Interview with Daphne Baptiste


Interview with Daphne Baptiste


Daphne joined the Air Ministry at 17. She initially joined the Civil Service as she believed it would be a safe job with high wages. Throughout the war, she was stationed at Ladies College in Harrogate and was in charge of supplying water to many RAF stations. Daphne recalls her experience of the war as a civilian, as her father was a firefighter in London, she recalls a large amount of the Blitz. She mentions working with a young man who was a conscientious objector and describes how he was viewed at the time. During the Blitz, she was both a fire watcher and a first-aider. She also gives information regarding her family's experience during the First World War, including Zeppelin bombing. She recounts her memories of seeing St. Paul’s cathedral is surrounded by fire, seeing firefighters running to put out fires and the anxiety of not knowing if she would wake up in the morning. She recounts one or two deaths and many injuries in the fire service, including her brother, another fire-fighter, who was injured one night, and left disabled. She ends the interview by remembering marrying her husband, a Canadian born army officer, just before the D-Day landings, in which he was injured. She went a long-time without any communication, wondering if he would return.




Temporal Coverage





01:22:45 audio recording


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CB: My name is Chris Brockbank and today is Thursday the 4th of May 2017 and I’m in Epsom with Daphne Baptiste who experienced the war as a civilian and married an Army officer later on in the war. But Daphne, what are your earliest recollections of life?
DB: My earliest recollections are, date from when I was four years old and I can remember I hadn’t started school, my mother was on her knees in our little house in Becontree. She was washing the kitchen floor. She had the bucket and a mop there and was on her knees at the time and suddenly we heard two loud bangs and I rushed to her side, a four year old frightened of these two loud bangs. And I said to her, ‘What’s that? What’s that?’ And she said, ‘Shhh. Just be quiet and I will tell you in a moment.’ And that’s when I had my first history lesson and she told me about the First World War and how we now respected people who had given their lives in the First World War and remembered them on November the 11th each year to give them the respect that they deserved. That’s my earliest memory. My other earliest memory is being taken to hospital with diphtheria. Again, I was four years old and my mother had lost her own brother when he was two and a half years old with diphtheria. It was a serious illness and you can imagine how distraught the family were at the thought that I also might die from this children’s serious illness. I didn’t fortunately. Obviously. And, but I came out after seven weeks in hospital not having had any visitors other than my father standing outside the large ward window looking at me as he cycled from Becontree up to the City of London to join his fire station where he was on duty at that time. That would be 1925 I suppose and [pause] but I came out of hospital unable to walk. My parents had to hire a little old pushchair and took me away on holiday with the rest of the family and, and I soon regained the ability to walk but just for a while that was the result of diphtheria.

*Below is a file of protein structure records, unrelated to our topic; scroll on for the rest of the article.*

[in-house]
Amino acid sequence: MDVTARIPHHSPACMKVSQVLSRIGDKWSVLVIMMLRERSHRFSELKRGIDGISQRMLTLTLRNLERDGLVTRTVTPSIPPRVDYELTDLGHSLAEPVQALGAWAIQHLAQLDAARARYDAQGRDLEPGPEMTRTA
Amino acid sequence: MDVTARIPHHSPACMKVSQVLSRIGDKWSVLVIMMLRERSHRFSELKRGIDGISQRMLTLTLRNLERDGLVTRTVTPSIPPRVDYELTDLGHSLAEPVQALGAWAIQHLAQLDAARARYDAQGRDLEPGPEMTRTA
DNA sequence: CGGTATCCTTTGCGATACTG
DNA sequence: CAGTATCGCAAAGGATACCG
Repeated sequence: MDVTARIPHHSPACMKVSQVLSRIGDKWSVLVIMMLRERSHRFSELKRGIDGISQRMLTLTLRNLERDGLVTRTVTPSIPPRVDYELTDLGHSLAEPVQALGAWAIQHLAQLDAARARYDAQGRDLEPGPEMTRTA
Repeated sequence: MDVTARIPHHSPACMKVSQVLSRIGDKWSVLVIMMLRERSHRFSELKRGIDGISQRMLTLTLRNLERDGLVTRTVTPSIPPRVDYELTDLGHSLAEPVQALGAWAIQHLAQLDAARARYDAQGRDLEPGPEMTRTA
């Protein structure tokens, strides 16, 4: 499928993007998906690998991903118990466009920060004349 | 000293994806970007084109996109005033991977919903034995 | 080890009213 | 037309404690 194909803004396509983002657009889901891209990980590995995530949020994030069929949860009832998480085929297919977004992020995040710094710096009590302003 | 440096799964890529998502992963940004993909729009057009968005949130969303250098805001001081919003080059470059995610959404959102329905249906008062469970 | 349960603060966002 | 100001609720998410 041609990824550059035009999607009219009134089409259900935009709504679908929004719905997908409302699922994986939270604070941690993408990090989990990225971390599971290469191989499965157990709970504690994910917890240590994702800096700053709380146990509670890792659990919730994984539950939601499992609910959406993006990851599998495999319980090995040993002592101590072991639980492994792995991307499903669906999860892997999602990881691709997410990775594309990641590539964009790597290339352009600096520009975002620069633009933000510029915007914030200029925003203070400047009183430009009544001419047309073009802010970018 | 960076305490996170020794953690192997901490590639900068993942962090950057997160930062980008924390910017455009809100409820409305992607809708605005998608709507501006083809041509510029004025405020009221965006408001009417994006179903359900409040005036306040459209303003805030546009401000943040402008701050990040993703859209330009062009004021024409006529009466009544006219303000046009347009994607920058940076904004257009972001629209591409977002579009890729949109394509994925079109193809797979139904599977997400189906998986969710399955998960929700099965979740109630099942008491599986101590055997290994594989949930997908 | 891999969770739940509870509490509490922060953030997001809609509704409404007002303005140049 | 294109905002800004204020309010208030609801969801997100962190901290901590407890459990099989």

CB: So, what did your father do as a job?
DB: My father was a fireman. He had been in the Navy for two years at the start of the First World War. He’d been invalided out with an injury. He’d been crushed by some machinery I think in the engine room and invalided out. He wanted to marry my mother. They had met and he wanted to marry her and she wouldn’t marry him until he had a job so he joined the London Fire Brigade. She wouldn’t marry him still until her brother could come home from the Army. This was First World War. Her brother was on the Somme, fighting in the Somme and she used to tell us when we were children that she prayed every night of her life that her brother would get a blighty one which meant a slight wound. A small wound. Enough to bring him home. And he did. He was wounded in the arm and he came home and he was able to be, he was able to give her away at her wedding to my father. So, and my father stayed in the London Fire Brigade all through the war. The First World War. Rescued children from a burning building. We think probably set on fire by German Zeppelins. We’re not sure about that but they were certainly active at that time and he rescued six children one by one from this burning building. The adults and children on the ground floor were killed in that fire but he managed to get six children out from the first floor and was given the medal of the OBE after the First World War in recognition of bravery, gallantry which was a cause of pride in the family at the time.